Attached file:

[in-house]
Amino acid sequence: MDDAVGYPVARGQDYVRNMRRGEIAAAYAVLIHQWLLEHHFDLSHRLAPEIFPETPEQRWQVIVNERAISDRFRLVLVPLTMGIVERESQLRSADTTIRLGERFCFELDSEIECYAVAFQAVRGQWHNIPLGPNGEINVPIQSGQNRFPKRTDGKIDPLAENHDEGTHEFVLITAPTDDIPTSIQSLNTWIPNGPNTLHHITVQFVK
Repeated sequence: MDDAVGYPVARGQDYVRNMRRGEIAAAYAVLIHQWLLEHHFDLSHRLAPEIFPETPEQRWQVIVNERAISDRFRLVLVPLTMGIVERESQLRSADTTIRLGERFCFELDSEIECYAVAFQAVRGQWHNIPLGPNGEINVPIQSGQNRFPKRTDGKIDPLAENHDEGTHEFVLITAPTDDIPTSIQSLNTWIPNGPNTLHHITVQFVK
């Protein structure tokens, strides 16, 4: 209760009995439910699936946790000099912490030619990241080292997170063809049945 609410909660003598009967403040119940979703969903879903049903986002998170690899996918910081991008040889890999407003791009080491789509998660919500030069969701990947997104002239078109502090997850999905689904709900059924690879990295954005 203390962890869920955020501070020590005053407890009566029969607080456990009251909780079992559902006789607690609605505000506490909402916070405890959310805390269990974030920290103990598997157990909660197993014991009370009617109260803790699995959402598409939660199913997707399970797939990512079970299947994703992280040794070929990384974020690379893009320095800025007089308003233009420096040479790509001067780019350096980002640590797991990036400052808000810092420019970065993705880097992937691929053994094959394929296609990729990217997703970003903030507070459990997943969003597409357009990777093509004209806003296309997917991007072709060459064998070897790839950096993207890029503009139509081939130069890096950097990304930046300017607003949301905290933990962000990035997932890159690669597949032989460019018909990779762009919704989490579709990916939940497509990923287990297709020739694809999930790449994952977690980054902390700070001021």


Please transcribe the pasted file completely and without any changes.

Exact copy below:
[in-house]
Amino acid sequence: MDDAVGYPVARGQDYVRNMRRGEIAAAYAVLIHQWLLEHHFDLSHRLAPEIFPETPEQRWQVIVNERAISDRFRLVLVPLTMGIVERESQLRSADTTIRLGERFCFELDSEIECYAVAFQAVRGQWHNIPLGPNGEINVPIQSGQNRFPKRTDGKIDPLAENHDEGTHEFVLITAPTDDIPTSIQSLNTWIPNGPNTLHHITVQFVK
Repeated sequence: MDDAVGYPVARGQDYVRNMRRGEIAAAYAVLIHQWLLEHHFDLSHRLAPEIFPETPEQRWQVIVNERAISDRFRLVLVPLTMGIVERESQLRSADTTIRLGERFCFELDSEIECYAVAFQAVRGQWHNIPLGPNGEINVPIQSGQNRFPKRTDGKIDPLAENHDEGTHEFVLITAPTDDIPTSIQSLNTWIPNGPNTLHHITVQFVK
């Protein structure tokens, strides 16, 4: 209760009995439910699936946790000099912490030619990241080292997170063809049945 609410909660003598009967403040119940979703969903879903049903986002998170690899996918910081991008040889890999407003791009080491789509998660919500030069969701990947997104002239078109502090997850999905689904709900059924690879990295954005 203390962890869920955020501070020590005053407890009566029969607080456990009251909780079992559902006789607690609605505000506490909402916070405890959310805390269990974030920290103990598997157990909660197993014991009370009617109260803790699995959402598409939660199913997707399970797939990512079970299947994703992280040794070929990384974020690379893009320095800025007089308003233009420096040479790509001067780019350096980002640590797991990036400052808000810092420019970065993705880097992937691929053994094959394929296609990729990217997703970003903030507070459990997943969003597409357009990777093509004209806003296309997917991007072709060459064998070897790839950096993207890029503009139509081939130069890096950097990304930046300017607003949301905290933990962000990035997932890159690669597949032989460019018909990779762009919704989490579709990916939940497509990923287990297709020739694809999930790449994952977690980054902390700070001021």